Talking about Lorenzo, it’s a must to ask about the mess (because it has been a mess) around his dismissal from Ducati, or better said, his signing with Honda. Weeks have passed since all this came out in Mugello, but it’s like a never ending bleeding wound that keeps filling the headlines. The last chapter is Jorge saying that Ducati knew since the very beginning what he needed and that if took 18 month to get it, it could have been because of two reasons: one, the lack of capability of their engineers or, two, Ducati put other priorities in front of his needs… What do you think of all this?
“…I think everybody should talk a lot less…Everybody…There is no story anymore, finished, end. A page has been turned. We all should look forward. We have a job to do and this is what we are concentrating on.”
Certainly what goes on in the head of the rider is one of the most important things for his performance, but he has to be continually “fed” the technical evolutions of the bike.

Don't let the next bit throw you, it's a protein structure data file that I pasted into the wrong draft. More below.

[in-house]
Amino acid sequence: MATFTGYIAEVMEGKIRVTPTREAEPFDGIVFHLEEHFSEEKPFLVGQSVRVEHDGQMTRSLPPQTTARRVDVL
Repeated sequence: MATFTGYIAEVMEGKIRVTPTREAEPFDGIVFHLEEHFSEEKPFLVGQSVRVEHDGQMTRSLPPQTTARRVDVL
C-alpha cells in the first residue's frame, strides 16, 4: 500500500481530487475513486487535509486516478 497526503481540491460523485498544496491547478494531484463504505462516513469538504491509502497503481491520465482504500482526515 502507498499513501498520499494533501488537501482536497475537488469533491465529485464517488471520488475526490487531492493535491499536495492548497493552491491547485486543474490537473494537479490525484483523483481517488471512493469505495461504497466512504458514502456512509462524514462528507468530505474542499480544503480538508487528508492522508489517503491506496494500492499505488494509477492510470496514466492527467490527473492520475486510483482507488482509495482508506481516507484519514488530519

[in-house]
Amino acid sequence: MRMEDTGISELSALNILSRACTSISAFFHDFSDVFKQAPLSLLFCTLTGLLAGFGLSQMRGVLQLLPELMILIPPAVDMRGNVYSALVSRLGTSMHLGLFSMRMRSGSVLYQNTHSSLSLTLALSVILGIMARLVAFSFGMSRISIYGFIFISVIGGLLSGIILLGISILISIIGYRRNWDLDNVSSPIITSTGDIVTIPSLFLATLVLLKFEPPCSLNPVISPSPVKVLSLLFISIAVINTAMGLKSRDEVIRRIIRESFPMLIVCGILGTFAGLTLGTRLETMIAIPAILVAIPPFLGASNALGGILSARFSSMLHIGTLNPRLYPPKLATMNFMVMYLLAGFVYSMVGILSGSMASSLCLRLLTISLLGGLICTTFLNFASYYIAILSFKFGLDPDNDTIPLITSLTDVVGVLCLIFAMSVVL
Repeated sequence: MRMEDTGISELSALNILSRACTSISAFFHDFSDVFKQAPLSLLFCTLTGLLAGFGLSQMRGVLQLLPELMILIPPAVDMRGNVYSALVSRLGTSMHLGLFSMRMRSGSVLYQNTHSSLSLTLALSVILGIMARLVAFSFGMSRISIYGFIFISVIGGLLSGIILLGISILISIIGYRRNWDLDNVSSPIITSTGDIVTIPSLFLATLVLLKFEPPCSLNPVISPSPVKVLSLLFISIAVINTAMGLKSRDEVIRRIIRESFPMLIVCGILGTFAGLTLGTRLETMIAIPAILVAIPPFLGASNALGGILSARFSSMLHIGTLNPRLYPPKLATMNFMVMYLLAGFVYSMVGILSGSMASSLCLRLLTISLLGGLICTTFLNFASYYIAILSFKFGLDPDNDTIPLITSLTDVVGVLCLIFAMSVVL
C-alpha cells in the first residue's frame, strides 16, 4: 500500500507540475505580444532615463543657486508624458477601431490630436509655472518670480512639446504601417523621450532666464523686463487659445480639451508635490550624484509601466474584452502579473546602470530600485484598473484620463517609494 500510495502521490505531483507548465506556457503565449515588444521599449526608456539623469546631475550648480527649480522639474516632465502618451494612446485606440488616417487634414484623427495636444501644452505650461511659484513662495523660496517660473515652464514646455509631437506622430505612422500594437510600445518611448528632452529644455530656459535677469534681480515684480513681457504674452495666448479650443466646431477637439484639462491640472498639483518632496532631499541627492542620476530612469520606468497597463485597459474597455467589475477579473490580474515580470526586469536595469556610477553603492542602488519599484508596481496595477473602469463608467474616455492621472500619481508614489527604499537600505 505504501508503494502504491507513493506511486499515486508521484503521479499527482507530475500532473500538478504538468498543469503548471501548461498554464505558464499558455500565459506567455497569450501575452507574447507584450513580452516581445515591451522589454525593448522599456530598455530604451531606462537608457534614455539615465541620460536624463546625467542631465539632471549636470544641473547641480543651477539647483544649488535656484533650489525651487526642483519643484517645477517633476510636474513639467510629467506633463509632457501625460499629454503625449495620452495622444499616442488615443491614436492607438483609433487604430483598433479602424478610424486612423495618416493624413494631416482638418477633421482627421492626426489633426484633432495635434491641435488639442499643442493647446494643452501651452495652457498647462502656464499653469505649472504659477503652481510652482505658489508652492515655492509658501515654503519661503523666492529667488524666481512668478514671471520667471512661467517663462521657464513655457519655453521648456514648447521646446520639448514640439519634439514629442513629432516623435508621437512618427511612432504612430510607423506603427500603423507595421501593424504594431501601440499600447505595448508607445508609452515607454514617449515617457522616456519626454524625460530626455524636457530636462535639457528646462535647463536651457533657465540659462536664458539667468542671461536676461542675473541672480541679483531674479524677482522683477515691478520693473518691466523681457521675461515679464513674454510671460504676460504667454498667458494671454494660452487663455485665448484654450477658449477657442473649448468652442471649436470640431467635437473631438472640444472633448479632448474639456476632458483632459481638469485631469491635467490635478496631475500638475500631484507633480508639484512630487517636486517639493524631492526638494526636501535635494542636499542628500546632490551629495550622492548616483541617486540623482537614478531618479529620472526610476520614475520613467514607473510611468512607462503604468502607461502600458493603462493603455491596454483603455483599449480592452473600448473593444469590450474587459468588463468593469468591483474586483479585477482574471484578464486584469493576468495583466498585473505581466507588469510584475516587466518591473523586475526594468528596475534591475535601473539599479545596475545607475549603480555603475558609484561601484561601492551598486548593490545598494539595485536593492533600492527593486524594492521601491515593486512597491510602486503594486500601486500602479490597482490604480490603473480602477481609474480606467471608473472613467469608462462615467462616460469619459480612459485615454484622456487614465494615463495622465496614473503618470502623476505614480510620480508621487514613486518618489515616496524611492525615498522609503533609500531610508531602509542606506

Will Lorenzo get full support despite knowing he will be a major rival next season?
“Of course he will, the same way he has gotten full support since the first day he arrived on our team. And don’t forget that Jorge is still a big investment for our company and it would be stupid in many aspects not to do our maximum for him to succeed. We will support him exactly the same way we will support Dovizioso.”
How is Dovizioso doing? Andrea has switched from the spotlight position he had last year back to being the “shadow”. How does he feel?
“Honestly speaking, I see him really well. Dovi has been really competitive in most of the races. He won the first race and at Mugello he finished second…Yes, true, he crashed twice, once in Le Mans when he was in the lead position and also in Barcelona when he was third.”
Don’t you fear that his confidence could be affected by these episodes?
“I don’t think so. He understands why he made these mistakes, which is important.”
After the Barcelona failure, Dovizioso has insisted that the tire behavior has changed compared with last season. That behind the mistakes he had, he was trying to ride like he did last year, which in his opinion is not possible with the current tires…despite Michelin ensuring the equality between this year’s and last year’s tires. What’s your opinion?